Powderpuff football is making a comeback, thanks to the help of junior class president Ravleen Ingle and senior class president Sidney Grimm, who have organized this May 13 event.
In the ‘Boro tradition of Powderpuff, senior and junior girls face off in a game of flag football, with the boys as their cheerleaders.
This game did not happen the last couple of years because the seniors did not want to play at a different field, which is what Principal James Hogue had tried to encourage.
Finding people to supervise the game had also become a challenge before the tradition came to a halt.
It was also unorganized and no one took the initiative to keep the tradition going, Ingle explained.
The game’s return features a few changes, however. Instead of taking place in the fall, on a Friday night, it will be played in the spring, on a Saturday, during the day.
It is during the day because “it makes it easier for more people to go,” Ingle said.
She is hoping it will eventually return to a Friday night event, she said, but for now, it is easier in the day.
Another change is that players will have to pay $5, and anyone coming to watch will pay $2. Proceeds will benefit prom.
This year, the boys will also be Rowdies and coaches instead of cheerleaders. These changes were made, Ingle said, because in today’s society, it is inappropriate to dress as a girl, since it could be considered a form of mocking those who struggle with their identity.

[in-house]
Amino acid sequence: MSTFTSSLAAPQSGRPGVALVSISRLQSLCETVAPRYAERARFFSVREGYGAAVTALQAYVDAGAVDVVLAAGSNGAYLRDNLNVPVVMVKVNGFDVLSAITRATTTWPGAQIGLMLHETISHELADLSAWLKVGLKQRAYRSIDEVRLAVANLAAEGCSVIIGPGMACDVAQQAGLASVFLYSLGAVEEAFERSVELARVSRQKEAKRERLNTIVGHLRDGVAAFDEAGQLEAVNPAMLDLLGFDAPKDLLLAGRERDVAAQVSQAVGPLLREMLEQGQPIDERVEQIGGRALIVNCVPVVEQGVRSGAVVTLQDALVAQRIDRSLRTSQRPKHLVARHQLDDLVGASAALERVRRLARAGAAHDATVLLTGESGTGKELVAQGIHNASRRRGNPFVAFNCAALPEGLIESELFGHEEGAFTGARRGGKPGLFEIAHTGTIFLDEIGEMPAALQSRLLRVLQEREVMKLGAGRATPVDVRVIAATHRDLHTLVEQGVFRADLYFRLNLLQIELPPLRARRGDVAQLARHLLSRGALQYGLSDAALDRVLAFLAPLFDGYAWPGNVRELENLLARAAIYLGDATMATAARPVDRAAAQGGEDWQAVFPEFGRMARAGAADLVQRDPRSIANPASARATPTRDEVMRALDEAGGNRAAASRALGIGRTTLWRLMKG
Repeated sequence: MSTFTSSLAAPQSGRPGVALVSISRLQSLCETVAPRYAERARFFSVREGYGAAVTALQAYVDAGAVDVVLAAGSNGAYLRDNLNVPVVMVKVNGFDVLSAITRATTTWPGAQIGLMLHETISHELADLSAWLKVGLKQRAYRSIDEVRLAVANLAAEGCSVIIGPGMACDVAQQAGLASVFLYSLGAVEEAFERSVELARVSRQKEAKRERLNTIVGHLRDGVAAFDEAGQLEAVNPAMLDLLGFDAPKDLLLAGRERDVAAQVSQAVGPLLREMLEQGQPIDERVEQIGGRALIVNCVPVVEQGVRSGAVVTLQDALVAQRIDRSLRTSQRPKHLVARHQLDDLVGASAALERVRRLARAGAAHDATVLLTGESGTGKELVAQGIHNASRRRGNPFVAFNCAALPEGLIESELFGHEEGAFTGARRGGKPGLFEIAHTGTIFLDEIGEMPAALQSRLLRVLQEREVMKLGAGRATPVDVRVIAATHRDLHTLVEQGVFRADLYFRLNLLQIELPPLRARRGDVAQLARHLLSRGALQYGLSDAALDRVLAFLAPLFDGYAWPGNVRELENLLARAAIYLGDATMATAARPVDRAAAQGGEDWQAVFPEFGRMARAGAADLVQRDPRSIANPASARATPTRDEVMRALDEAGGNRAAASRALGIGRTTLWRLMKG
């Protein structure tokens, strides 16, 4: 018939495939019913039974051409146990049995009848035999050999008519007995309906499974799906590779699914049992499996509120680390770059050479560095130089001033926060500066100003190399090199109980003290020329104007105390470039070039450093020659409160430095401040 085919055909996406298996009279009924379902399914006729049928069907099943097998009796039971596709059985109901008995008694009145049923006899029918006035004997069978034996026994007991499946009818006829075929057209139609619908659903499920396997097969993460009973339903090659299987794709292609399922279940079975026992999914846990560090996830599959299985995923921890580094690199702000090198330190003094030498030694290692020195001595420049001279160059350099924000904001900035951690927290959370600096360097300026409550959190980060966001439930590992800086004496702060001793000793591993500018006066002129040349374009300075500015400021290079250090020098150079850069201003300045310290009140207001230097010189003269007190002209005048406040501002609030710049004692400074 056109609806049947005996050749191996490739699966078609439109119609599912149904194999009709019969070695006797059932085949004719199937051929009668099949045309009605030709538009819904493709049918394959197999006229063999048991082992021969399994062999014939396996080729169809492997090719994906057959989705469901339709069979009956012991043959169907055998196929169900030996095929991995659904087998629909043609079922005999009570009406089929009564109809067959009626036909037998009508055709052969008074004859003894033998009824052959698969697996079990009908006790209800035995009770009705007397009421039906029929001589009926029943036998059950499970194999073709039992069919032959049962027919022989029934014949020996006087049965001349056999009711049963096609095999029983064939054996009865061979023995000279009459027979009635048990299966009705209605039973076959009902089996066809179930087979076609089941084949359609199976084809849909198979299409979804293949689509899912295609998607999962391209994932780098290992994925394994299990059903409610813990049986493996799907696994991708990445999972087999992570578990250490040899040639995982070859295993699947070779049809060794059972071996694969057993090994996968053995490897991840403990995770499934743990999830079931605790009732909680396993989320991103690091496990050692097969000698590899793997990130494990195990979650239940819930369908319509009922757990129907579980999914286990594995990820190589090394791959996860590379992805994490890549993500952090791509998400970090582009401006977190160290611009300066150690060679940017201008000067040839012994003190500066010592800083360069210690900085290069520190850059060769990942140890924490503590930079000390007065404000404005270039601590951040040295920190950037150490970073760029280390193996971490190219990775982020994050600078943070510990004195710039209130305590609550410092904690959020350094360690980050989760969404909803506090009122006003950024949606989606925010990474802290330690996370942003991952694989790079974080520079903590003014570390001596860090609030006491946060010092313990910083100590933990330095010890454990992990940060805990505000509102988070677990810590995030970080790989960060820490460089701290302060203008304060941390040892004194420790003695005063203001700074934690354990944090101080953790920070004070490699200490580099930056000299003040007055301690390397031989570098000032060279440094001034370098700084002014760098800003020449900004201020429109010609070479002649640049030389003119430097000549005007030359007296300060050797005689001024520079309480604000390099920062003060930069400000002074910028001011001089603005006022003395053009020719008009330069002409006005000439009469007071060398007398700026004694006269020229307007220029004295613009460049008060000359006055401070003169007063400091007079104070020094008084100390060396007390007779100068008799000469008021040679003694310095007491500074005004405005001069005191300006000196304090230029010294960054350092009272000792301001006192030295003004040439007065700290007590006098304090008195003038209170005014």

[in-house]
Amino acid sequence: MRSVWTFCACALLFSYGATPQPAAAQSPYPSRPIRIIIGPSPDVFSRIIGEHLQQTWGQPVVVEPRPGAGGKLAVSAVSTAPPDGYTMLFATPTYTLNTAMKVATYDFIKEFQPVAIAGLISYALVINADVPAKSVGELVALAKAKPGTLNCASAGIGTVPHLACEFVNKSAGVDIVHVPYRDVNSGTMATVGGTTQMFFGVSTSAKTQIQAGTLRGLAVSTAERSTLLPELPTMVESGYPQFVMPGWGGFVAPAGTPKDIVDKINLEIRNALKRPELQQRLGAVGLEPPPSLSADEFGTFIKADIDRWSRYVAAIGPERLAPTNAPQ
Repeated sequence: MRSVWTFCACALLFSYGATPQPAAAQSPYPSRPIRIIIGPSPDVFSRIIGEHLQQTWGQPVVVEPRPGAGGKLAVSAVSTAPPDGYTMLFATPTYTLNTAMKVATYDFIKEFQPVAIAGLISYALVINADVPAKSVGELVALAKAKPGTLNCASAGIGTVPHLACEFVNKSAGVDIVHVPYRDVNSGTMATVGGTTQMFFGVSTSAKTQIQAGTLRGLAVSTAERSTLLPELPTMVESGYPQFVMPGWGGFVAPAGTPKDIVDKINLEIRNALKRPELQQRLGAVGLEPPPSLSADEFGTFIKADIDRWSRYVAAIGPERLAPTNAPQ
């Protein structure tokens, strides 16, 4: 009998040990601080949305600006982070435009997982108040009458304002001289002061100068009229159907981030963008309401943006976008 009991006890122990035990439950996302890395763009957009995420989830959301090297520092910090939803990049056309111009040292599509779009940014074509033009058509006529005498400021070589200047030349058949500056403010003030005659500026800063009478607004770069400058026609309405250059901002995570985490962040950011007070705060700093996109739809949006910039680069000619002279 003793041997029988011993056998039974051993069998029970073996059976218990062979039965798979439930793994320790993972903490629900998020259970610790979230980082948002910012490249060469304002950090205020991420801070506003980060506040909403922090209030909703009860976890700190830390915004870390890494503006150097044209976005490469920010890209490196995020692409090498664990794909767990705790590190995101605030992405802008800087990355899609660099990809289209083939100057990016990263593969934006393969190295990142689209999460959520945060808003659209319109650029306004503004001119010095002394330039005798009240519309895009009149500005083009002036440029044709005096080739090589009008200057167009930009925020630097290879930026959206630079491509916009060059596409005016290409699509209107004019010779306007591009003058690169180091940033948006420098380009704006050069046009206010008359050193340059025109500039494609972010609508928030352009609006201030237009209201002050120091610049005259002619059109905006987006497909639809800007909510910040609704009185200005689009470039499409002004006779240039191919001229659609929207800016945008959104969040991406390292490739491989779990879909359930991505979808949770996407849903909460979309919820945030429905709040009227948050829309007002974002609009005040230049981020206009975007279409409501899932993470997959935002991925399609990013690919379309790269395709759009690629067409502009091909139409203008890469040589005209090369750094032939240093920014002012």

Some of the boys said they do not mind only being able to coach or cheer as Rowdies.
Senior Jared Tuma said he is still looking forward to coaching and cheering on the girls. He is excited to coach the girls in the sport he loves, he said, and would rather be coaching than cheering anyway.
“I am most excited for the competition on the field,” Tuma added.“It will be awesome to be the first senior class to win on our new turf.”
Tuma said he is also happy that although the football team did not get to play first on the new field, the senior girls will be the first to try it out.
Hogue said that in order to play in this game, students must be in “good standing” with the school.
“This year, we will have a rules meeting a few days before the game,,” Hogue explained.
He said he is hoping for a clean, safe game from both the senior and junior girls, and would like for this tradition to continue.
A number of students are still looking forward to playing, though, and will not let the changes ruin their enthusiasm about the game’s comeback.
Senior Amanda Huffman said she is excited to playing in the nicer weather, and though she feels it would be better and more comical to have male cheerleaders, is happy the players will have support from Rowdies.
Ingle is also playing in this game, and said “I’m excited for this to be an opportunity for my class to bond, because we don’t bond a lot at all. I feel like this will bring us together, and give us something to look back on when we’re seniors.”
Junior Ciera Crawford also said the game will be a good bonding experience, since the junior class is not yet as close.
For more information on the game, contact the senior and junior class presidents, Sidney Grimm and Ravleen Ingle.